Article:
So this large population - 1001 animals used for breeding - equals a population of only 2 males and 2 females!

Generally speaking, the effective population will not be larger than 4 times the number of individuals of the least represented sex. (Unless you have set up a breeding program specificly designed to avoid losing genetic variation, but that is very seldom the case in cat breeding.) This means that if 5 males are used, the effective population will not be more than 4 x 5 = 20, even if we could use a million different females in that breeding program.

In reality of course it is seldom the case that five males are used for equally many litters and the remaining males in the population are not used for breeding AT ALL. Then it gets a bit difficult to use this formula. But don't worry! There are other methods!

A too small effective population will cause the degree of inbreeding to increase for every generation. There is a connection between inbreeding and effective population. Using this connection we will be able to calculate the effective population of our cat breeds. We can use our pedigrees to calculate the coefficient of inbreeding, COI. The easiest way of doing this is to enter the pedigree in a good pedigree program that is capable of calculating the COI. It is also possible to calculate it by hand. It is not difficult at all, but if the relationships are complicated and you want to calculate the COI from many generations, it is very time consuming, and there is a considerable risk to make a small error somewhere along the way. However, if the relationships are simple and the number of generations to calculate from is reasonable, you could quickly calculate the COI directly from the pedigree. It really is a good thing to know how to do! There have been many articles published devoted to explaining how.

If we would like to calculate the effective population of a particular cat breed in a specific country, for instance Cornish Rex, we would first need a file or a database with the pedigrees of the Cornish Rexes in the chosen country. From this database we pick out the litters that were born during the latest year. If there are very many litters, a sample with the desired number of litters could be selected randomly from those litters. Then we calculate the COI for these litters, for instance calculated from 5 generations. Take mean value of these COIs, and keep it for later use. Then we take all the parents of our selected litters and calculate the COIs for those cats, only now we calculate from one generation less - in our case 4 generations. And then we take the mean value of these COIs. Assume that we got the mean value 5,5% for the litters and the mean value 4,5% for the parents of the litters. We then take the difference between those two numbers, 5,5% - 4,5% = 1,0 percent unit. We are interested in the percent with which the degree of heterozygosity has been decreased in this generation, and that will then be 0,01/(1-0,045) = 0,01047, or 1, 047%. And then we have another formula:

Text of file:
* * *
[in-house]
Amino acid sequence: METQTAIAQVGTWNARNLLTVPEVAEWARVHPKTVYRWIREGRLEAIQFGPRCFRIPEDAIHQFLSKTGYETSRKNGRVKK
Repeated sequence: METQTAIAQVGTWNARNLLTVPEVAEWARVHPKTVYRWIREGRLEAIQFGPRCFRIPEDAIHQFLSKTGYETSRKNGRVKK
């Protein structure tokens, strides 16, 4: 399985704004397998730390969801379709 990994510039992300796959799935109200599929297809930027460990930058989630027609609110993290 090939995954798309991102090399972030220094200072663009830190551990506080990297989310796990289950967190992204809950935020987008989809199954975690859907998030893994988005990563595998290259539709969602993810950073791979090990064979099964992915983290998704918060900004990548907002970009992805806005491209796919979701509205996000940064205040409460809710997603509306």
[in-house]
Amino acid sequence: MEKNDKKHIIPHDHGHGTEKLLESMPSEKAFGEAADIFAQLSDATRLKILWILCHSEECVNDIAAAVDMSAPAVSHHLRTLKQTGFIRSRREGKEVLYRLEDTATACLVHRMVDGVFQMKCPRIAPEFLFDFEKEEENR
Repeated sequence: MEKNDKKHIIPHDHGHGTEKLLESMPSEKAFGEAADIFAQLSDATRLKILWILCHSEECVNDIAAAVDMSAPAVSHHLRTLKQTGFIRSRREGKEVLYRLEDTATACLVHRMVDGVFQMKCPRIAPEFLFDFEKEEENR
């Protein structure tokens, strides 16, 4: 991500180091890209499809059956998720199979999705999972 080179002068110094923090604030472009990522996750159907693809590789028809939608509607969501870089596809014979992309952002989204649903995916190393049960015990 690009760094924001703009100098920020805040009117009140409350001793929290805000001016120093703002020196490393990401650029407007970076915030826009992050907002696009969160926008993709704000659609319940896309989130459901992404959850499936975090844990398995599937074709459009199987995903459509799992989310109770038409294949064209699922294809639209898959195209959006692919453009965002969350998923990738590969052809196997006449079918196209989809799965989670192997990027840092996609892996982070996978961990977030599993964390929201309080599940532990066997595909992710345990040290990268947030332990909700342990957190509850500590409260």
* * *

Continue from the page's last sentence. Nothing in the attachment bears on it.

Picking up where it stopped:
1

      Ne = ------

           2 x dF

... where Ne is the effective population, and dF is the decrease of heterozygosity in the latest generation, as calculated above.

In our example, with dF = 1,047% = 0,01047, we get:


                1

      Ne = ----------- = 47,76

           2 x 0,01047

The effective population of Cornish Rex would then in our example be 48. An effective population of 50 is generally considered to be the limit for when a species is considered to be directly threatened by extinction. Now of course our cat breeds are not separate species, but with closed studbooks the effect will be the same.

Now it could be the case that the Cornish Rexes in our population are inbred to a greater extent than what is really necessary, only because the breeders are separated in smaller groups, breeding the cats in different lines. Perhaps our effective population could be larger if this segregation into lines didn't exist? How can we check this?

Then we go back tho the group of parents of the litters in our sample, divide them into males and females, and then we test mate them randomly. The COIs are calculated for those random matings, we calculate the mean value of them, and then compare this value with the mean value of the COIs of the parents again. Assume that the random matings had the mean value of 5,0%. Then dF = (0,05-0,045)/(1-0,045) = 0,005236 = 0,5236%. And...


                1

      Ne = ------------ = 95,49

           2 x 0,005236

So, in this case the effective population will be at a much more reasonable level if we just can achieve a better cooperation between the breeders in the country.